Touristy Dharamshala in Himachal Pradesh was in the middle of two storms this summer. Thousands of holidaymakers from the plains descended on the hill town after Covid cases ebbed, tossing pandemic protocols out of the window. The monsoon arrived soon after and the place recorded one of its worst floods in many years—it rained approximately 120 mm overnight. Storm water charged down the hillsides, taking everything in its path—cars, houses, trees—leaving behind stinking piles of mud-caked debris that permeate this beautiful town in the Kangra valley. Cellphone footage of the horror and havoc circulated widely, and people balked at the fact that this happened in a Smart City—a signature step of the government to create better, planned infrastructure and a cleaner environment to improve the citizenry’s quality of life. Besides, Dharamshala and conjoined twin McLeodganj are the headquarters of the Dalai Lama and his Tibetan government in exile.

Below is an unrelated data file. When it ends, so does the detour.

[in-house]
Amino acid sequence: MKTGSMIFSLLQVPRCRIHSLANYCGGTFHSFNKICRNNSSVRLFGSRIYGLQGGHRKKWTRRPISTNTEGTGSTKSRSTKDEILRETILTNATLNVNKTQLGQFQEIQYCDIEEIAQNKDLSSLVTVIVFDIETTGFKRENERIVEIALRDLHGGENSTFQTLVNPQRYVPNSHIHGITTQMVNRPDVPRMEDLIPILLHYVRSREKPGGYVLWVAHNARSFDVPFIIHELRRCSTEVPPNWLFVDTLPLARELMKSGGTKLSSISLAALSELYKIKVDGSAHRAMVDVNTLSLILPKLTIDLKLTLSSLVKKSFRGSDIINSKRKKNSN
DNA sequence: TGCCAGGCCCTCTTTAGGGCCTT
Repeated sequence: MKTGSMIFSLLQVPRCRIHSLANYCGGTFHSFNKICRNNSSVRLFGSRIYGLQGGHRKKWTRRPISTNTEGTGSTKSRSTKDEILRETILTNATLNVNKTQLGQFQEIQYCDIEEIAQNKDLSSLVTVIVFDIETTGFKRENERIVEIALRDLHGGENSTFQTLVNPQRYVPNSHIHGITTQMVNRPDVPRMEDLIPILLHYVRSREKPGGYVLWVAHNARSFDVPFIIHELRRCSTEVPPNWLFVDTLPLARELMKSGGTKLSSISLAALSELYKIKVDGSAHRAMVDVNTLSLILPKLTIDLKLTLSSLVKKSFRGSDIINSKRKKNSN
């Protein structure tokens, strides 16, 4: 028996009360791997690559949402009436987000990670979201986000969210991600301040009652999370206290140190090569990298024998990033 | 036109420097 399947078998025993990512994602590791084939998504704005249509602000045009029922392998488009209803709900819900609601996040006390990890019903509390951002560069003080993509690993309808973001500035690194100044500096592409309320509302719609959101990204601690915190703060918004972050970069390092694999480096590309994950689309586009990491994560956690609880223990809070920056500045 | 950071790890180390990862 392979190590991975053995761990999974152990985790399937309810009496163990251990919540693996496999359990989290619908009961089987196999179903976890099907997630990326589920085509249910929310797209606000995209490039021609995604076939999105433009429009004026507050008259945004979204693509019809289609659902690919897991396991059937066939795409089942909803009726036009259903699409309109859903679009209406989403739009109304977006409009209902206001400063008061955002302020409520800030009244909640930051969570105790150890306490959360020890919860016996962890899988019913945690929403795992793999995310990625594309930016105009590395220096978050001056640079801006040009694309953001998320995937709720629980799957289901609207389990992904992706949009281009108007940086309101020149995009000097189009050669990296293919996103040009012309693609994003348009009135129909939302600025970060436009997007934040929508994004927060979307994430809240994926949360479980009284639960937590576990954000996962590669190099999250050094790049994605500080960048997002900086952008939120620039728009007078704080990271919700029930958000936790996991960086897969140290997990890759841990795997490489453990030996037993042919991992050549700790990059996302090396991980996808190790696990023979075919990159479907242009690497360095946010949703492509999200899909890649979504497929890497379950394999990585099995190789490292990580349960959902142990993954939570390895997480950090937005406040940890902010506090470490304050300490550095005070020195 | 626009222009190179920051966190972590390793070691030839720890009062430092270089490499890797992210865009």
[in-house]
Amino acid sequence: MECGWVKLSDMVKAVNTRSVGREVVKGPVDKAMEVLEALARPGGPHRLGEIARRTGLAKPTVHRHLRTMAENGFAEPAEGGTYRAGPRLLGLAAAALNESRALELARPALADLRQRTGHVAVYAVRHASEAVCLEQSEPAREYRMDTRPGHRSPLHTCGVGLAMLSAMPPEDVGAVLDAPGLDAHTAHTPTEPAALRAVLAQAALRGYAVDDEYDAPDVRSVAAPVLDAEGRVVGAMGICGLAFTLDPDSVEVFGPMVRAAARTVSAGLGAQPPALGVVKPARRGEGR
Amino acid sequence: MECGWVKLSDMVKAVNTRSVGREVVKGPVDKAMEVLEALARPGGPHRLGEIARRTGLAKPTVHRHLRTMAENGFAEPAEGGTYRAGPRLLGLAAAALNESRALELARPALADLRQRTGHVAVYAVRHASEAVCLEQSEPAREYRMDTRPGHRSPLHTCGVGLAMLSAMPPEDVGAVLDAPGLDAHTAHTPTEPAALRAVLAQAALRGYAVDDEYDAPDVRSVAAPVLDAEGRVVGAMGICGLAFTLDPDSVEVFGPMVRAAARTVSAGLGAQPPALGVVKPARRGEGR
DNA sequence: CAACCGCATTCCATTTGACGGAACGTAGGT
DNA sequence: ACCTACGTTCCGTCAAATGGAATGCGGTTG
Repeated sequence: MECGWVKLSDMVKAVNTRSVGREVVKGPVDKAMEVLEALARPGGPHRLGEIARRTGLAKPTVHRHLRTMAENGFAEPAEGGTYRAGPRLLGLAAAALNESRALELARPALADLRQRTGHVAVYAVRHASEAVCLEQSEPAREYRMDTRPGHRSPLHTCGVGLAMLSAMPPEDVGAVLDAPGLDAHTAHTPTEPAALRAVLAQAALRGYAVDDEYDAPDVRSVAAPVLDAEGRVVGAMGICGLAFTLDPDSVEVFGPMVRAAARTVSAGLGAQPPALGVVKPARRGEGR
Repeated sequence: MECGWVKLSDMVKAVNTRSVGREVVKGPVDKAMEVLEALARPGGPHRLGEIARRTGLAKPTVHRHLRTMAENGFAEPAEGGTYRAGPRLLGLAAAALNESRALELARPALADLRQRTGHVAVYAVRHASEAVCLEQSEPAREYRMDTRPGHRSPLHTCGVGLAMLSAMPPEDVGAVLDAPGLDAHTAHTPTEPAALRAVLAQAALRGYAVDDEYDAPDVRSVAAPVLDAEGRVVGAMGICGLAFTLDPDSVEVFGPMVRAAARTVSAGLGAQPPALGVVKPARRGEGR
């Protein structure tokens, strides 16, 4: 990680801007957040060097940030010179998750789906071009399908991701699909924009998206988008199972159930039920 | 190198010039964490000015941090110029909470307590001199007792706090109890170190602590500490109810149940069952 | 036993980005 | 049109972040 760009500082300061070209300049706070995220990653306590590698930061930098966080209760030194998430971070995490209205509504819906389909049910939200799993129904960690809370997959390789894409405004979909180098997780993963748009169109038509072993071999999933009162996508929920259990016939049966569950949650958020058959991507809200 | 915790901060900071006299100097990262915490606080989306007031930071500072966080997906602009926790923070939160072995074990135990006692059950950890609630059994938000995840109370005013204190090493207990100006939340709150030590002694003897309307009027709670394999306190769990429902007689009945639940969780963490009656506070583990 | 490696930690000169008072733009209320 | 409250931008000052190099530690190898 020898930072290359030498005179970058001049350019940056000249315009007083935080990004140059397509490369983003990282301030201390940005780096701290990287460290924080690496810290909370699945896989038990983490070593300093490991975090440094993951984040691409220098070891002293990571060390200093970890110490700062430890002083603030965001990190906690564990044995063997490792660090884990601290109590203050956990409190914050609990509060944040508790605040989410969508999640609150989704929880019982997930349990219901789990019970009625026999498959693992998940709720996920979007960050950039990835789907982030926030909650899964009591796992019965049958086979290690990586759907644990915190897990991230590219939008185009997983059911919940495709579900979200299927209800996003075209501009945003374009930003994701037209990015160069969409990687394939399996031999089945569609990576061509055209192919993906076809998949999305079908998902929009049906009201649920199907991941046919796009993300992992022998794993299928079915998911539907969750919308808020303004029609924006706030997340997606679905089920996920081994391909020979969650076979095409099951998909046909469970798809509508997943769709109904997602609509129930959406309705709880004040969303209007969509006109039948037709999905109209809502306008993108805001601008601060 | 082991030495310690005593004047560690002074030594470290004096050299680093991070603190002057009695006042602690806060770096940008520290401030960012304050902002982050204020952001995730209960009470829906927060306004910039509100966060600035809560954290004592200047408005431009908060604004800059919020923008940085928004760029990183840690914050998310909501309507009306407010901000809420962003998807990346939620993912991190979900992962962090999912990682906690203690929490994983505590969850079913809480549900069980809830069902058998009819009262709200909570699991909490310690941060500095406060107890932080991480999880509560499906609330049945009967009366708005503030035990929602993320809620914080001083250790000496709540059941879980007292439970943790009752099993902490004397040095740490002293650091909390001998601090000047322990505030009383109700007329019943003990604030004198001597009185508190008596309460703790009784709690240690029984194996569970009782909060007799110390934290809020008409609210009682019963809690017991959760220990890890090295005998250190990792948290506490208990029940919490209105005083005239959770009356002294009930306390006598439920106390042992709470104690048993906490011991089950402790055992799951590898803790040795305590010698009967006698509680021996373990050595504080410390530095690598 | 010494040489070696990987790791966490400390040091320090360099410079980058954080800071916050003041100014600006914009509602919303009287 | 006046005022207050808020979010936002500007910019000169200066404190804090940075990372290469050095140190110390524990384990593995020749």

Like many people, homemaker Rekha Thakur was rattled by the storm surge. She couldn’t get images of last week’s devastation off her head. She is worried because her family has a house in Dharamshala, built after the town was designated a Smart City. Her anxiety is not ill-founded because disasters like cloudbursts, flash floods and wildfires are increasingly ravaging hill towns that have ballooned in population over the years. These are attributed to unchecked, haphazard construction of houses and roads as well as encroachment of natural water courses.